By Eric Mckiddie on Dec 29, 2015
Let’s be honest, there are some pastors out there, caught up in the Evangelical Hollywood, whose preaching is a smorgasbord of the most popular podcasts.
It’s not usually a good idea to reject D.A. Carson’s advice. At The Gospel Coalition’s National Conference this past April, Carson said, “Young pastors shouldn’t try to imitate Keller’s preaching. If you do, you’ll sound like a twit.”
In case you’re wondering what a twit is, Urban Dictionary says it’s the kind of person that makes a retarded chimp look smart. My Australian friend, Jeff, says that it’s a pregnant fish. Ether way, it’s not good. Especially if D.A. Carson calls you one.
And let’s be honest, there’s some pastors out there, caught up in the Evangelical Hollywood, whose preaching is a smorgasbord of the most popular reformed podcasts.
The pastor/copycat focuses on style, not substance. That’s not what I’m talking about.
The key to not sounding like a twit is to filter out the personality as you adopt what any pastor does well homiletically. In Keller’s case, if you start using phrases like “the idols of your heart,” or “older and younger brother,” your church will know that you’ve been reading or listening to Keller. After all, they’ve read Prodigal God, too.
That said, there is a lot we can take from Keller in order to improve our preaching. The reason you read this blog is because you want to raise your pastoral game (not that it is a game). So lets take few things from Keller, and make our preaching better for it.
1. Provide a road map for your sermon. I’ve sometimes heard Keller briefly list his points at the beginning of his sermon. It’s kinda like when you scan through the turns on Google Maps before you depart. Keller does this with phrases, not sentences. Their brevity is what makes them easy for the audience to remember throughout the message. The trick is to do this without revealing too much. You don’t want to divulge so much information at the beginning that your audience doesn’t feel like they need to listen to you for the next half hour.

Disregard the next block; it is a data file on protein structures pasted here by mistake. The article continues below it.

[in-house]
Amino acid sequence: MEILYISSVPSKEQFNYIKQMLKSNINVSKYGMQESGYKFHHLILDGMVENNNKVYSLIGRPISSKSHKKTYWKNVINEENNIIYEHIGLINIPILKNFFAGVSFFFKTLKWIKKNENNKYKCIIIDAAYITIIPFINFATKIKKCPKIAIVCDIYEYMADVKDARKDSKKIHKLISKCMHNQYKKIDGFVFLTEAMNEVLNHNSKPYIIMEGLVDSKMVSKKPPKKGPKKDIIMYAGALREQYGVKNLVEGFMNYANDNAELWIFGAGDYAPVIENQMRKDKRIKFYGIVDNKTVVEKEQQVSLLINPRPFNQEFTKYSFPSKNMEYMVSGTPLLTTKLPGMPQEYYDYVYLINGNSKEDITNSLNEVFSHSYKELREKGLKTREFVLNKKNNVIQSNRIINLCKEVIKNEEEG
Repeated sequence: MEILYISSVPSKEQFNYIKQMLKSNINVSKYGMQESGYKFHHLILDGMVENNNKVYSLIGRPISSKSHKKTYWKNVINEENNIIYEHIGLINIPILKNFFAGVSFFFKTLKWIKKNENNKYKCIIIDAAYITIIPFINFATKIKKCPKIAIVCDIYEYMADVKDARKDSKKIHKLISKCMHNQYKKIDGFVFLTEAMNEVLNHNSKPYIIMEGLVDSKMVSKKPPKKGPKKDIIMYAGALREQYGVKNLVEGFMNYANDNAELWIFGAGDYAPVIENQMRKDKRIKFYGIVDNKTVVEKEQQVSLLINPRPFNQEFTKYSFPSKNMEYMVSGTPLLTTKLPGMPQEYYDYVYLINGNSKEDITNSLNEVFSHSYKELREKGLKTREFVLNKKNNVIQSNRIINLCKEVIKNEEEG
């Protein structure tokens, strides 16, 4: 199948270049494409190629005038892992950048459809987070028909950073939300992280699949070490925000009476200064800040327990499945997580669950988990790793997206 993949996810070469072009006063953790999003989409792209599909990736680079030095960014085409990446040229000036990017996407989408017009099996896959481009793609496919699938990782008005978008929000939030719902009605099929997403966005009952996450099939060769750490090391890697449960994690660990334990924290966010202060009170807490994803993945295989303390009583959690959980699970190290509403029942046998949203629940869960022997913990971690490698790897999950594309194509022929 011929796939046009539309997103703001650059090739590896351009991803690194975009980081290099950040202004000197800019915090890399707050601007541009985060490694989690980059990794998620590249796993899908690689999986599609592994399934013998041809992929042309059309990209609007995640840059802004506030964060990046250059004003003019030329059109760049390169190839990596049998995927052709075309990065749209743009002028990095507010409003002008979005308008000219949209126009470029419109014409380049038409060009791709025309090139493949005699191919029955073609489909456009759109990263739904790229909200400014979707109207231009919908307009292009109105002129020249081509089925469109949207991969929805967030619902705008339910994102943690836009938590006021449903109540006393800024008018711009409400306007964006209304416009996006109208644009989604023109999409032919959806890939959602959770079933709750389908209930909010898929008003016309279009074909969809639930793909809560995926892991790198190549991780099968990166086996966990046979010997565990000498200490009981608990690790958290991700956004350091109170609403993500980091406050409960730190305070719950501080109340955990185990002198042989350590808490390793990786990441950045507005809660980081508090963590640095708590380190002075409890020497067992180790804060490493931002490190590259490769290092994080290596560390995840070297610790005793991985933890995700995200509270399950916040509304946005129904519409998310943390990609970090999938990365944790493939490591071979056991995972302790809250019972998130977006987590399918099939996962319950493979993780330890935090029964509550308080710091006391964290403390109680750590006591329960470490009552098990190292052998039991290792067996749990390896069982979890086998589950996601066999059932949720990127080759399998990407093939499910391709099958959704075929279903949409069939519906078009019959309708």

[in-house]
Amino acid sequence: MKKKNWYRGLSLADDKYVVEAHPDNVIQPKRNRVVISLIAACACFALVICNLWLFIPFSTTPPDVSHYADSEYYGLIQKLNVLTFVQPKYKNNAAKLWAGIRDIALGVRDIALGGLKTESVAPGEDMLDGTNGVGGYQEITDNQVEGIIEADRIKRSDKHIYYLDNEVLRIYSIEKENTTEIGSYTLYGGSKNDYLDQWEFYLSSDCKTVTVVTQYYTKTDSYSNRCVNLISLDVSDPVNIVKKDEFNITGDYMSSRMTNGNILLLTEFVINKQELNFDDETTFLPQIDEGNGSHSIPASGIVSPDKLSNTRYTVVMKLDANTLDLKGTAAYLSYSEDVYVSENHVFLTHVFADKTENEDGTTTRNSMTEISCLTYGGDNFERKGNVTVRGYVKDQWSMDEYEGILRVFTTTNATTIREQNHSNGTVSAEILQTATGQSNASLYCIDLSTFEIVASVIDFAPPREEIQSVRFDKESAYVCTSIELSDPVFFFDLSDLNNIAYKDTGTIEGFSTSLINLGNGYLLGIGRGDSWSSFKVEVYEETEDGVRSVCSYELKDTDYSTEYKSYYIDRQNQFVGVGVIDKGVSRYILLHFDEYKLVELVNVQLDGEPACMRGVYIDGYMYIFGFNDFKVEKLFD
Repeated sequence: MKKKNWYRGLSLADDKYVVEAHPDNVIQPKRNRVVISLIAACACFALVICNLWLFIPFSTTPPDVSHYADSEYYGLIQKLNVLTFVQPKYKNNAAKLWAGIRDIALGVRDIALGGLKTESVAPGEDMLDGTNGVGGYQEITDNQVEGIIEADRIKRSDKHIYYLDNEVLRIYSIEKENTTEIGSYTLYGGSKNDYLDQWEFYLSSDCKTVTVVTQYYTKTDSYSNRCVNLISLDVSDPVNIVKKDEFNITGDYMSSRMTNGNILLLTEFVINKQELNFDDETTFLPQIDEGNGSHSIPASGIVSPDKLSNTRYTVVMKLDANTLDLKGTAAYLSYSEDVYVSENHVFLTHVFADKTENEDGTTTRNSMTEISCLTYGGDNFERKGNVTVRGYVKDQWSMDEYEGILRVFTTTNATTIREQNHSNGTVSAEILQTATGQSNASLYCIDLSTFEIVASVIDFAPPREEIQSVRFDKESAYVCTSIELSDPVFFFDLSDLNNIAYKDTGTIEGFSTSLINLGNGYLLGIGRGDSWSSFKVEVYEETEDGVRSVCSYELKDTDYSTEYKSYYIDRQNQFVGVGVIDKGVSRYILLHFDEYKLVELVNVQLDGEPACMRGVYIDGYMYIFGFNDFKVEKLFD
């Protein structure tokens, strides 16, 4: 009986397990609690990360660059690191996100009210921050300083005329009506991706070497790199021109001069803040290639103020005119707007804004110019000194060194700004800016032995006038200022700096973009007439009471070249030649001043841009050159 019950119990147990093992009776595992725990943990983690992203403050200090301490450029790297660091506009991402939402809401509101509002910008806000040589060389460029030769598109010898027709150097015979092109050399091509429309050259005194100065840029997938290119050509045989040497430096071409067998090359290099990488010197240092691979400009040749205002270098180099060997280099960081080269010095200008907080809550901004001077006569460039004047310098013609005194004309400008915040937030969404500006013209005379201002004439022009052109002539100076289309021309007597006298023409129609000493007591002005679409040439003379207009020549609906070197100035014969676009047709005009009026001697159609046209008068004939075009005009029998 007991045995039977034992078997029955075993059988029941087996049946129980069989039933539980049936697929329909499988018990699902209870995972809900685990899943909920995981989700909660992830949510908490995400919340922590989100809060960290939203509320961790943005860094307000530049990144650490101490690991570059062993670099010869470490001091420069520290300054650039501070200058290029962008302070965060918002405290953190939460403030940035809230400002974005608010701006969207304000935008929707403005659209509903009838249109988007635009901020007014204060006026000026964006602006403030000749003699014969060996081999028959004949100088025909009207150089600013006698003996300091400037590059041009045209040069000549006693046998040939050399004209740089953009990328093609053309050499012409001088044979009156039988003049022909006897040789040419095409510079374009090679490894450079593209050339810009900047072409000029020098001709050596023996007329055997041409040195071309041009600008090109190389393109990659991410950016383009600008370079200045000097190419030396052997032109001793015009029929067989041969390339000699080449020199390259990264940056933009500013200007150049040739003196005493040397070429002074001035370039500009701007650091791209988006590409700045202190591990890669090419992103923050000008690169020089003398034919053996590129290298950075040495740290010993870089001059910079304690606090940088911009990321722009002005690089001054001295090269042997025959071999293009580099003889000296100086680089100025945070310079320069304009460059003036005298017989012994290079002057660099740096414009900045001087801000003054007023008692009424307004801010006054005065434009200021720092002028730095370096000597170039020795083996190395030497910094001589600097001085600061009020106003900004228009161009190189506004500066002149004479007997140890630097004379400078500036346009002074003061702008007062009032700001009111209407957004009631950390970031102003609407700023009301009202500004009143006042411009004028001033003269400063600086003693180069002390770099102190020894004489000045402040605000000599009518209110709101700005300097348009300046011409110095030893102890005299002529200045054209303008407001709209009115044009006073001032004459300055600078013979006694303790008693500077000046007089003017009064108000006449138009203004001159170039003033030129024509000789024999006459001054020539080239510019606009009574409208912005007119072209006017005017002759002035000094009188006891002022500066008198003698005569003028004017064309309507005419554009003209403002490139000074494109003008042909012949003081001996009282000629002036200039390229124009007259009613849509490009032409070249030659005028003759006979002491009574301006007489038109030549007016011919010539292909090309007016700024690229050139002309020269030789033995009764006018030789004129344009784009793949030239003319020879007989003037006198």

2. Expose the souls of your listeners with illustrations from movies and novels. Keller is a master at using characters to reveal the human condition. He draws his listeners in with the story, and holds up a mirror that reflects back to them their need for grace through the experiences of the characters. You have to “exegete” the movies you watch in order to do this. Resolve to jot down at least one illustration every time the credits roll at the end of a movie.
3. Deconstruct your church’s idolatry. This is Keller’s specialty. We all believe false “gospels” and trust in false functional “saviors”. We do this when something (often a good thing) in this world becomes most important to us. Show your people how they tend to make idols out of big things like family and career, and less important things like their local sports teams or scrap booking.
4. Preach the gospel in every sermon. Goes without saying, right? Incredibly enough, there have been several occasions where I have downloaded a message from TGC or heard one of its conference speakers in a church context, and the preacher didn’t preach the gospel. I haven’t heard such a message from Keller (maybe I will someday, hopefully not). The grace of Christ is what changes people. The gospel is the power of salvation, both justification and sanctification. Preach the gospel in every sermon!
I’m not telling you to imitate Keller’s preaching. I’m telling you to learn from him. I’m telling you to borrow some tools from his homiletical tool belt and use them to build God’s house in your neck of the woods. Something tells me that Carson would call us a twit if we didn’t do that.
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